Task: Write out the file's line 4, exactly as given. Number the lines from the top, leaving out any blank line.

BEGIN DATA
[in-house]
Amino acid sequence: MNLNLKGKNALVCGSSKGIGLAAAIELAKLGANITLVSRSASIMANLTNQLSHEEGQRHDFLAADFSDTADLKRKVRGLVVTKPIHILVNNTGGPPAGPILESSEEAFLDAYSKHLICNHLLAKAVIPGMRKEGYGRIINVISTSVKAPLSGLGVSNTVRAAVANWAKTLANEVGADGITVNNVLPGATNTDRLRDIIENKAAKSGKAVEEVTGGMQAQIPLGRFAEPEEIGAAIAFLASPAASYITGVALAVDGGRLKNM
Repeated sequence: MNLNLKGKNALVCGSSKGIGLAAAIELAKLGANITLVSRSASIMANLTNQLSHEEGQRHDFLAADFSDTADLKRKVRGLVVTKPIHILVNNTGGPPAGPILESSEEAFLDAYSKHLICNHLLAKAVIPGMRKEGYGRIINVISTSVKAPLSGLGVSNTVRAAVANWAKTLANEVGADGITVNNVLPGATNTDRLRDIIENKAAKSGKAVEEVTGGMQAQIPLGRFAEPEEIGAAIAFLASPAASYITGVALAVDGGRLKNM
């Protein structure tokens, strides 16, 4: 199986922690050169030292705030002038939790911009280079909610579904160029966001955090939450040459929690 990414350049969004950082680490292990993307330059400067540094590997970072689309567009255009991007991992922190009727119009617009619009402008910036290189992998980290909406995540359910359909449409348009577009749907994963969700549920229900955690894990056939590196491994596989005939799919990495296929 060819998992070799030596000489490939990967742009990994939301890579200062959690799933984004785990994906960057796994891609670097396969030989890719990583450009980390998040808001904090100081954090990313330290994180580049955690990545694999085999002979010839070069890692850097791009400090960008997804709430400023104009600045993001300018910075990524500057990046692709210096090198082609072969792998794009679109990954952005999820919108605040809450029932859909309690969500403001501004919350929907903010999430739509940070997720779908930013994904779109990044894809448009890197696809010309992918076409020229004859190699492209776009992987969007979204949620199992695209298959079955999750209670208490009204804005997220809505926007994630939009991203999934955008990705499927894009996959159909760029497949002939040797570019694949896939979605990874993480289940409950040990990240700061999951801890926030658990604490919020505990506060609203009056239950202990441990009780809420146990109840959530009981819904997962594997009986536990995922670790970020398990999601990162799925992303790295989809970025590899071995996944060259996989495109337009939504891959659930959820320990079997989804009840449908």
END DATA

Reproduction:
């Protein structure tokens, strides 16, 4: 199986922690050169030292705030002038939790911009280079909610579904160029966001955090939450040459929690 990414350049969004950082680490292990993307330059400067540094590997970072689309567009255009991007991992922190009727119009617009619009402008910036290189992998980290909406995540359910359909449409348009577009749907994963969700549920229900955690894990056939590196491994596989005939799919990495296929 060819998992070799030596000489490939990967742009990994939301890579200062959690799933984004785990994906960057796994891609670097396969030989890719990583450009980390998040808001904090100081954090990313330290994180580049955690990545694999085999002979010839070069890692850097791009400090960008997804709430400023104009600045993001300018910075990524500057990046692709210096090198082609072969792998794009679109990954952005999820919108605040809450029932859909309690969500403001501004919350929907903010999430739509940070997720779908930013994904779109990044894809448009890197696809010309992918076409020229004859190699492209776009992987969007979204949620199992695209298959079955999750209670208490009204804005997220809505926007994630939009991203999934955008990705499927894009996959159909760029497949002939040797570019694949896939979605990874993480289940409950040990990240700061999951801890926030658990604490919020505990506060609203009056239950202990441990009780809420146990109840959530009981819904997962594997009986536990995922670790970020398990999601990162799925992303790295989809970025590899071995996944060259996989495109337009939504891959659930959820320990079997989804009840449908």